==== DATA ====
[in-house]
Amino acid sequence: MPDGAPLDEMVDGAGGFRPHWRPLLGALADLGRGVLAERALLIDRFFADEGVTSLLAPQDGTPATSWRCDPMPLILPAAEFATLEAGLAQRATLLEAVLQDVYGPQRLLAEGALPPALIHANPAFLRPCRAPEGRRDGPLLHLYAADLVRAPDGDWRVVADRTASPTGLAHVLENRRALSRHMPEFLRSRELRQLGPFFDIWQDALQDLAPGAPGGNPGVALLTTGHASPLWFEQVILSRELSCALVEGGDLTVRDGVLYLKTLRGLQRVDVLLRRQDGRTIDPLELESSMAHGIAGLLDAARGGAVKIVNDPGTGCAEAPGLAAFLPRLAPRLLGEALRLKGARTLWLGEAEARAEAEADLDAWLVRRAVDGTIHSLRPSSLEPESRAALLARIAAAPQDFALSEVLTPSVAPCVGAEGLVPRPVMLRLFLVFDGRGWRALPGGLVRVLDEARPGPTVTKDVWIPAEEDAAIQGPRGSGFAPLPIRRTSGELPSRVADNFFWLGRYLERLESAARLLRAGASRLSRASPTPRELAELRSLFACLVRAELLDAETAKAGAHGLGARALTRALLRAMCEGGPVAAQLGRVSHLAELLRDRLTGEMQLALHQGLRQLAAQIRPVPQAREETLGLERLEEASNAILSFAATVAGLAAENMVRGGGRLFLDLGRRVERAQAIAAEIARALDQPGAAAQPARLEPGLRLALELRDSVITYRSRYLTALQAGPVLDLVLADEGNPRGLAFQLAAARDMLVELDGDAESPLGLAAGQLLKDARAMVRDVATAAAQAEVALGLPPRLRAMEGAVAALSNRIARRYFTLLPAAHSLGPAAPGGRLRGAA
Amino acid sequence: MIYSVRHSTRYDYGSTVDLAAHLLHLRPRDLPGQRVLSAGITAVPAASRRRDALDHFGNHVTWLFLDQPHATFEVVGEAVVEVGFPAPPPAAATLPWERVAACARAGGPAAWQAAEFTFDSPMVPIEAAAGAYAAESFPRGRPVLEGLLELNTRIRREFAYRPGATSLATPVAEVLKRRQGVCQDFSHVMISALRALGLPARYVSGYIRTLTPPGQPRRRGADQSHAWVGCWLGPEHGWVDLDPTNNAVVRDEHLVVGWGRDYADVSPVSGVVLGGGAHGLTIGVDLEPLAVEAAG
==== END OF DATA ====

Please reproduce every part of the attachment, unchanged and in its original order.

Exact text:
[in-house]
Amino acid sequence: MPDGAPLDEMVDGAGGFRPHWRPLLGALADLGRGVLAERALLIDRFFADEGVTSLLAPQDGTPATSWRCDPMPLILPAAEFATLEAGLAQRATLLEAVLQDVYGPQRLLAEGALPPALIHANPAFLRPCRAPEGRRDGPLLHLYAADLVRAPDGDWRVVADRTASPTGLAHVLENRRALSRHMPEFLRSRELRQLGPFFDIWQDALQDLAPGAPGGNPGVALLTTGHASPLWFEQVILSRELSCALVEGGDLTVRDGVLYLKTLRGLQRVDVLLRRQDGRTIDPLELESSMAHGIAGLLDAARGGAVKIVNDPGTGCAEAPGLAAFLPRLAPRLLGEALRLKGARTLWLGEAEARAEAEADLDAWLVRRAVDGTIHSLRPSSLEPESRAALLARIAAAPQDFALSEVLTPSVAPCVGAEGLVPRPVMLRLFLVFDGRGWRALPGGLVRVLDEARPGPTVTKDVWIPAEEDAAIQGPRGSGFAPLPIRRTSGELPSRVADNFFWLGRYLERLESAARLLRAGASRLSRASPTPRELAELRSLFACLVRAELLDAETAKAGAHGLGARALTRALLRAMCEGGPVAAQLGRVSHLAELLRDRLTGEMQLALHQGLRQLAAQIRPVPQAREETLGLERLEEASNAILSFAATVAGLAAENMVRGGGRLFLDLGRRVERAQAIAAEIARALDQPGAAAQPARLEPGLRLALELRDSVITYRSRYLTALQAGPVLDLVLADEGNPRGLAFQLAAARDMLVELDGDAESPLGLAAGQLLKDARAMVRDVATAAAQAEVALGLPPRLRAMEGAVAALSNRIARRYFTLLPAAHSLGPAAPGGRLRGAA
Amino acid sequence: MIYSVRHSTRYDYGSTVDLAAHLLHLRPRDLPGQRVLSAGITAVPAASRRRDALDHFGNHVTWLFLDQPHATFEVVGEAVVEVGFPAPPPAAATLPWERVAACARAGGPAAWQAAEFTFDSPMVPIEAAAGAYAAESFPRGRPVLEGLLELNTRIRREFAYRPGATSLATPVAEVLKRRQGVCQDFSHVMISALRALGLPARYVSGYIRTLTPPGQPRRRGADQSHAWVGCWLGPEHGWVDLDPTNNAVVRDEHLVVGWGRDYADVSPVSGVVLGGGAHGLTIGVDLEPLAVEAAG